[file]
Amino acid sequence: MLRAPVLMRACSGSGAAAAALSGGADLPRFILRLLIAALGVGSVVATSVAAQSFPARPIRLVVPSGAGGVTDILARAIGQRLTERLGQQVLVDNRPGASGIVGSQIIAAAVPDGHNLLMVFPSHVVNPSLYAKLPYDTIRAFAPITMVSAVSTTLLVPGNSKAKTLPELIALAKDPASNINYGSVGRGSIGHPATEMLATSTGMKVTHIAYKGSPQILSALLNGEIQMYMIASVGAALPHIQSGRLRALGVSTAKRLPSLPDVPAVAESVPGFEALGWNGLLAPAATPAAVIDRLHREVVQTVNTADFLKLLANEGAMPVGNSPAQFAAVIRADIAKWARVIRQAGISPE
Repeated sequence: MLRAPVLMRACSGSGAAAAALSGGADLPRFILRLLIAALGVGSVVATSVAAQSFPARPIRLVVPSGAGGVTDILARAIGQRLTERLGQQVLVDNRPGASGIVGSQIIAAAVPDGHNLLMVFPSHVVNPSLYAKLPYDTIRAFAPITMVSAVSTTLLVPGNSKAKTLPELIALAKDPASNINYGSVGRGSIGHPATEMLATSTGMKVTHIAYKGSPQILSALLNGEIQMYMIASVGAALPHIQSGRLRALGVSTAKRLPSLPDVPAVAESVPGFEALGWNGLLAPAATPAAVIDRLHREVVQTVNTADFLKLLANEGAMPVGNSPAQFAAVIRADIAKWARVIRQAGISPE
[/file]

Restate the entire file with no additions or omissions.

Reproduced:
Amino acid sequence: MLRAPVLMRACSGSGAAAAALSGGADLPRFILRLLIAALGVGSVVATSVAAQSFPARPIRLVVPSGAGGVTDILARAIGQRLTERLGQQVLVDNRPGASGIVGSQIIAAAVPDGHNLLMVFPSHVVNPSLYAKLPYDTIRAFAPITMVSAVSTTLLVPGNSKAKTLPELIALAKDPASNINYGSVGRGSIGHPATEMLATSTGMKVTHIAYKGSPQILSALLNGEIQMYMIASVGAALPHIQSGRLRALGVSTAKRLPSLPDVPAVAESVPGFEALGWNGLLAPAATPAAVIDRLHREVVQTVNTADFLKLLANEGAMPVGNSPAQFAAVIRADIAKWARVIRQAGISPE
Repeated sequence: MLRAPVLMRACSGSGAAAAALSGGADLPRFILRLLIAALGVGSVVATSVAAQSFPARPIRLVVPSGAGGVTDILARAIGQRLTERLGQQVLVDNRPGASGIVGSQIIAAAVPDGHNLLMVFPSHVVNPSLYAKLPYDTIRAFAPITMVSAVSTTLLVPGNSKAKTLPELIALAKDPASNINYGSVGRGSIGHPATEMLATSTGMKVTHIAYKGSPQILSALLNGEIQMYMIASVGAALPHIQSGRLRALGVSTAKRLPSLPDVPAVAESVPGFEALGWNGLLAPAATPAAVIDRLHREVVQTVNTADFLKLLANEGAMPVGNSPAQFAAVIRADIAKWARVIRQAGISPE